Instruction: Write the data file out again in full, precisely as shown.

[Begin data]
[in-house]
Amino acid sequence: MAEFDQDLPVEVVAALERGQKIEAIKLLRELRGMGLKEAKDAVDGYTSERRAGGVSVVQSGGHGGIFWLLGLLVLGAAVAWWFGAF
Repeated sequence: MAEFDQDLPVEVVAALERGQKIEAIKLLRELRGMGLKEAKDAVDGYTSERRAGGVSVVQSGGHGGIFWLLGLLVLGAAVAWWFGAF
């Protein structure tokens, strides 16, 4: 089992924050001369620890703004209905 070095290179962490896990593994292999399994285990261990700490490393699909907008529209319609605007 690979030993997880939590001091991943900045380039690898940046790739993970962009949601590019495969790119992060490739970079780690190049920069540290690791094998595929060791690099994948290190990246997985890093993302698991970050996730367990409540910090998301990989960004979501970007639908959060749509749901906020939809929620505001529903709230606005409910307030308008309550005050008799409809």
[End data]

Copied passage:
[in-house]
Amino acid sequence: MAEFDQDLPVEVVAALERGQKIEAIKLLRELRGMGLKEAKDAVDGYTSERRAGGVSVVQSGGHGGIFWLLGLLVLGAAVAWWFGAF
Repeated sequence: MAEFDQDLPVEVVAALERGQKIEAIKLLRELRGMGLKEAKDAVDGYTSERRAGGVSVVQSGGHGGIFWLLGLLVLGAAVAWWFGAF
């Protein structure tokens, strides 16, 4: 089992924050001369620890703004209905 070095290179962490896990593994292999399994285990261990700490490393699909907008529209319609605007 690979030993997880939590001091991943900045380039690898940046790739993970962009949601590019495969790119992060490739970079780690190049920069540290690791094998595929060791690099994948290190990246997985890093993302698991970050996730367990409540910090998301990989960004979501970007639908959060749509749901906020939809929620505001529903709230606005409910307030308008309550005050008799409809």